The real problem would occur if the engine was to fail at too low an altitude to get the nose down before the stall.

 

Keep in mind that this also applies to STOL aircraft that climb out extremely steeply.

I should of put bleeding off airspeed.

 

 

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Have committed much tomfoolery in said type. Really good fun too.Low drag and high inertia aircraft are the ones that usually leave smoking craters

Fair enough, Ozzie. I should have been more specific about which tomfoolery; the near-ground type especially.

 

You probably have a point about the low drag/high inertia ones leaving more holes. At least with a Thruster it's easier to be a few minutes ahead of the aircraft!

 

 

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One must remember back in the early days you were not allowed to fly high so one became quite adapt at low level flying. Shrubs in the wheels and grass in the wing tips type stuff. Racing against trial bikes was good fun. Modern day pilots have to play with a different set of rules. Pity really. Flying high drag aircraft with a small speed range right to it's limits is a great learning tool. IE I would not even think of doing tomfoolery stuff in a king air.

 

 

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For a high RoC starting with nearly zero inertia: https://www.youtube.com/watch?v=ZLYhW6ZB4bI. And when the string breaks, you push over REALLY hard and don't do a damn thing with either stick or rudder until you have airspeed and 1g back on the bum, then you start thinking about your options. Any winch-rated glider pilot has to be trained to recover from a cable break at any height in the launch, and the only thing that one gets is bruised knuckles from jamming the stick into the panel..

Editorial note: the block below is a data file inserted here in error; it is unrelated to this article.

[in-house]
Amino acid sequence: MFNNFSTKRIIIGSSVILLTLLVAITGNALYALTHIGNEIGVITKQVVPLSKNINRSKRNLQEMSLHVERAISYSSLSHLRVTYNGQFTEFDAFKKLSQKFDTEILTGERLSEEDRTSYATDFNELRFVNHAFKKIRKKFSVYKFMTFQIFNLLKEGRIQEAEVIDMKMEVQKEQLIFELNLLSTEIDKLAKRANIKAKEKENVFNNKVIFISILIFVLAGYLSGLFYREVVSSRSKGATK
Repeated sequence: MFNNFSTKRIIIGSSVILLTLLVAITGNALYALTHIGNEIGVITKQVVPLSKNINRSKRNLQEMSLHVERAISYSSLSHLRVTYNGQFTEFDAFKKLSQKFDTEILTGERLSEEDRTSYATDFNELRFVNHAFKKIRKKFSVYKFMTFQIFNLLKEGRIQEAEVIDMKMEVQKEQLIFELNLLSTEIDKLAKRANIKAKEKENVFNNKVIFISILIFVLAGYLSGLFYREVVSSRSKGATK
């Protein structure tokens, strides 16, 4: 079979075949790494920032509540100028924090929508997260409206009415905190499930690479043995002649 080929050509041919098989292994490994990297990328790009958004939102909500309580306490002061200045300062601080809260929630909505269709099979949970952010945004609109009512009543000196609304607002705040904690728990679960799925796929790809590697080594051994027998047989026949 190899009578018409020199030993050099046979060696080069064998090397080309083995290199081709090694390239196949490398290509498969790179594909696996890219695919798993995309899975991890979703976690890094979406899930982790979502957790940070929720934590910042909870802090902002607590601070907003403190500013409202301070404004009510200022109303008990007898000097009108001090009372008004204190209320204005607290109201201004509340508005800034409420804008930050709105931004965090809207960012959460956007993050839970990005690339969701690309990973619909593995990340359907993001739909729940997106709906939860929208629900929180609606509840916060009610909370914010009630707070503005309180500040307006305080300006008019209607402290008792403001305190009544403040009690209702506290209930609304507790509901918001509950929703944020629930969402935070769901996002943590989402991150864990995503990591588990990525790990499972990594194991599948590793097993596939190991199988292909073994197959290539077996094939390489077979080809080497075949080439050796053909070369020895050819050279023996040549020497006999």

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That is just a zoom and it can't be sustained for long in a Thruster. From a straight and level stall in a Thruster, it just becomes a very high rate of descent, fairly level and would not be fatal if carried right down to the ground. They were forgiving for an unwary pilot.

 

 

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Right from the start we put large control surfaces and substantial wash out and diheadral.gave good handling and control well into the stall.

 

 

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That is just a zoom and it can't be sustained for long in a Thruster. From a straight and level stall in a Thruster, it just becomes a very high rate of descent, fairly level and would not be fatal if carried right down to the ground. They were forgiving for an unwary pilot.

I wouldn`t say that!... Where`s the evidence to sugest that a stall carried right down to the ground would not be fatal,regardles of how forgiving the aircraft is?....There are enough variables that no two situations would be exactly the same!...A stall taken all the way to the ground is a crash and therefore potentially fatal.

 

Frank.

 

 

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I try to stall them 1 cm from the ground and all the way down from there, in some of 'em. Nev

Some of use have more bravado....I would do it from TEN centimetres.037_yikes.gif.f44636559f7f2c4c52637b7ff2322907.gif

 

Alan.

 

 

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I try to stall them 1 cm from the ground and all the way down from there, in some of 'em. Nev

Yeah! Goodonya Nev.....I suppose without a specified altitude, my comment about the stall was fairly ambiguous!

 

Frank.